Many of us still use vegetable oils because we’ve become convinced they are safe and a heart-healthy alternative over traditional saturated fats.
Found at our typical grocery store, these clear, tasteless, highly refined and processed oils include corn, soybean, canola, safflower, and sunflower oils.
We were told that traditional fats like butter, lard, and coconut oil caused high cholesterol and clogged arteries, leading to heart disease. Instead, experts advised us to avoid saturated fat and eat more polyunsaturated fatty acids (PUFAs), especially omega-6 fats.
Turns out, those authorities who recommended vegetable oils were completely wrong.
A few even admitted it. In a 2010 review at Tufts University, Dr. Dariush Mozafarrian argued we should cut out saturated fats and increase our intake of PUFAs.
However, in 2014 the very same scientist reviewed all of the literature again. This meta-analysis, which reviewed 72 studies, found no benefit to reducing saturated fats or increasing PUFAs except for omega-3 fats.
If so-called experts can’t even agree and change their perspective every few years, what are the rest of us to do?
Vegetable oils being better than saturated fats like butter and lard comes from the idea that they lower total and LDL cholesterol, so they presumably reduce our overall risk of heart disease.
Yet if we look at human history, we consumed much more omega-3 fats and much less omega-6 fats, since wild foods are very rich in omega-3 fats.
The main source of omega-3s today is fish, yet wild game and wild plants, which are very high in omega-3s, used to be a much bigger part of our diet.
Wild meat and grass-fed beef have way more omega-3 fats, while industrially raised animals have almost none. Virtually all of the beef and animal products our great grandparents ate were pasture-raised, organic, grass-fed, with no hormones or antibiotics. That was simply just what they ate.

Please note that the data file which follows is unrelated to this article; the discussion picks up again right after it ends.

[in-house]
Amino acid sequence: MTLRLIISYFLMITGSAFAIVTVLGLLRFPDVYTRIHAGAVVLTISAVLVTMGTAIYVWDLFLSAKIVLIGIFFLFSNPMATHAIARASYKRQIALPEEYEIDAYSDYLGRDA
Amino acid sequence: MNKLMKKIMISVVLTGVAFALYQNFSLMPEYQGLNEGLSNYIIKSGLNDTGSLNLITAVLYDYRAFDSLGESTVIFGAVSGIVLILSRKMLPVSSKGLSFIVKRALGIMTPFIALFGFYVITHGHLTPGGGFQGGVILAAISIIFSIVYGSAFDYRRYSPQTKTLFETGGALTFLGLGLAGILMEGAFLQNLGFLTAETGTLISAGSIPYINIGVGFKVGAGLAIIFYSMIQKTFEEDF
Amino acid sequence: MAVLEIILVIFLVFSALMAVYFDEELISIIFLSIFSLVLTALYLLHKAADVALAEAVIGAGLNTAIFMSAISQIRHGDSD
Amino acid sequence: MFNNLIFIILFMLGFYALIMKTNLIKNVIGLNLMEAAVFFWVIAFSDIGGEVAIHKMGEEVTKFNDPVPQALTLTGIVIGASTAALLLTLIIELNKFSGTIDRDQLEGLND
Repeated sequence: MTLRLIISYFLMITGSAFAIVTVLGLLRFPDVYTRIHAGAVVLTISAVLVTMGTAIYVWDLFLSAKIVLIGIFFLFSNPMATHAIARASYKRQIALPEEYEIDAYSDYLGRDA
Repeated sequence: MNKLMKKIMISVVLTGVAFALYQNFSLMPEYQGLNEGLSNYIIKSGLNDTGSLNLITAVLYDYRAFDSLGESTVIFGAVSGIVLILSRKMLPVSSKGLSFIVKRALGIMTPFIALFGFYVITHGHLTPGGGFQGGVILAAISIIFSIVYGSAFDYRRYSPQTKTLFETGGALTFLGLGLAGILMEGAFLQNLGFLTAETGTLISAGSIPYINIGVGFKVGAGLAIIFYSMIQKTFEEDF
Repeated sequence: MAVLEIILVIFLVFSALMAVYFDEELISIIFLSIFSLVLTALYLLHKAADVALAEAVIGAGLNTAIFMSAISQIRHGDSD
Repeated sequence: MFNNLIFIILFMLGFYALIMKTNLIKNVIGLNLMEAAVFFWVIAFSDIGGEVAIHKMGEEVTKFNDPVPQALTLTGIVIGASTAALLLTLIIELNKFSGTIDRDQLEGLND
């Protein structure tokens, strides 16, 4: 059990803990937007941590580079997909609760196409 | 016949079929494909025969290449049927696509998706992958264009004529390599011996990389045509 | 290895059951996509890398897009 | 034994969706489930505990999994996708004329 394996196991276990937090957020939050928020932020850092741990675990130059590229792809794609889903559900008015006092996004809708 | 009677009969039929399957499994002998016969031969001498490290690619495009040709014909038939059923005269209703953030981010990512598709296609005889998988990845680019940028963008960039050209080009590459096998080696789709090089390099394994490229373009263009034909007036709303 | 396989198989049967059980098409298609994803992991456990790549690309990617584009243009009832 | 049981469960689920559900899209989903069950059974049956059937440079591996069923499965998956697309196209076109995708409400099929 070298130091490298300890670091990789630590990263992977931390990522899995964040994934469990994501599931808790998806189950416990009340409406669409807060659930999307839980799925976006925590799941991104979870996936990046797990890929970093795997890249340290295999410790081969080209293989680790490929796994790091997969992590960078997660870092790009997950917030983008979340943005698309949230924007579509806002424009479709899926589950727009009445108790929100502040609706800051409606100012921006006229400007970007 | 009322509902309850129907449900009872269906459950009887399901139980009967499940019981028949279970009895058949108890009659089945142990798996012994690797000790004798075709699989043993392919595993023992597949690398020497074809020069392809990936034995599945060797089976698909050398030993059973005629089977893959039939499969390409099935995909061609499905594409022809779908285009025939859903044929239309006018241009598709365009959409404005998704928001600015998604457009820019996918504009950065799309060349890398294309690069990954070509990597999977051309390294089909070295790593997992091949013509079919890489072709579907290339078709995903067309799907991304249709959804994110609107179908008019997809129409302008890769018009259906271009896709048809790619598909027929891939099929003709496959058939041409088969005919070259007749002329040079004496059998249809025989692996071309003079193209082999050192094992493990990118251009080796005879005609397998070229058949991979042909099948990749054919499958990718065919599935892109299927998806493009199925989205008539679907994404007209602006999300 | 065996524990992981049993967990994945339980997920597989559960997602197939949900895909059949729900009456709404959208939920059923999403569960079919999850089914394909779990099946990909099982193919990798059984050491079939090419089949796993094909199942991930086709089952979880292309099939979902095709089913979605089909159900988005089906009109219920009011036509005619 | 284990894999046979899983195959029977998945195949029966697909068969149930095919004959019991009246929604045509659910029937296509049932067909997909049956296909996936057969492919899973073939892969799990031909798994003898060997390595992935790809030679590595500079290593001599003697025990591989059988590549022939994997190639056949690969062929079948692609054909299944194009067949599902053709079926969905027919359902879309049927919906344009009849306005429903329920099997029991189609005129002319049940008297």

Introducing refined oils into our diet and moving away from grass-fed and wild animals to industrial animal production increased our omega-6 fat intake. Corn, soy, cottonseed, and canola oils skyrocketed, while omega-3 fats have dramatically declined. In that surge, many Americans sadly became deficient in these essential omega-3 fats.
Omega-6 fats fuel our body’s inflammatory pathways and reduce availability of anti-inflammatory omega-3 fats in our tissues, creating more inflammation.
In other words, omega-6 fats undo any benefit eating omega-3s would normally give us. They also prevent conversion of plant-based omega 3 fats (called alpha-linolenic acid, or ALA) into the active forms of omega-3s called EPA and DHA by about 40 percent.
Too many omega-6 fats also increase the likelihood of inflammatory diseases and link to mental illness, suicide, and homicide. Studies show mental illness connections with inflammation in the brain.
Dr. Joseph Hidlan at the National Institute of health argues over-consuming omega-6 fats and under-consuming omega-3 fats significantly increases a vast number of problems, including diabetes, obesity, and other inflammatory conditions.
Simply put, a diet high in omega-6 fats is not ideal for optimal health. We can’t blame ourselves for this catastrophe. Most of us were taught this at a young age, yet unfortunately the results are the worst epidemic of chronic disease in history with global explosions of heart disease, Type 2 diabetes and obesity (or what I call diabesity), and cancer.
To protect our heart and brain and reduce inflammation, we instead want to choose traditional fats like:
- Extra-virgin, cold-pressed, organic coconut oil (My personal favorite, as it is excellent cell fuel, is highly anti-inflammatory, and may help with improving our cholesterol)
- Extra-virgin, cold-pressed, organic olive oil
- Grass-fed meats
- Grass-fed butter
- Nuts—walnuts, almonds, pecans, macadamia nuts, but not peanuts
- Fatty fish, including sardines, mackerel, herring, and wild salmon that are rich in omega-3 fats
My new book, Eat Fat, Get Thin, uproots the lies we’ve been told about oils and fats, defining which foods cause disease and illness. I’ve created a plan that helps achieve optimal health while vindicating foods demonized that do belong in our diet.
Has your perception of fat changed since learning about what fats are healthy and what fats you should avoid? Share your story below or on my Facebook page.
Author: Dr. Mark Hyman
Editor: Emily Bartran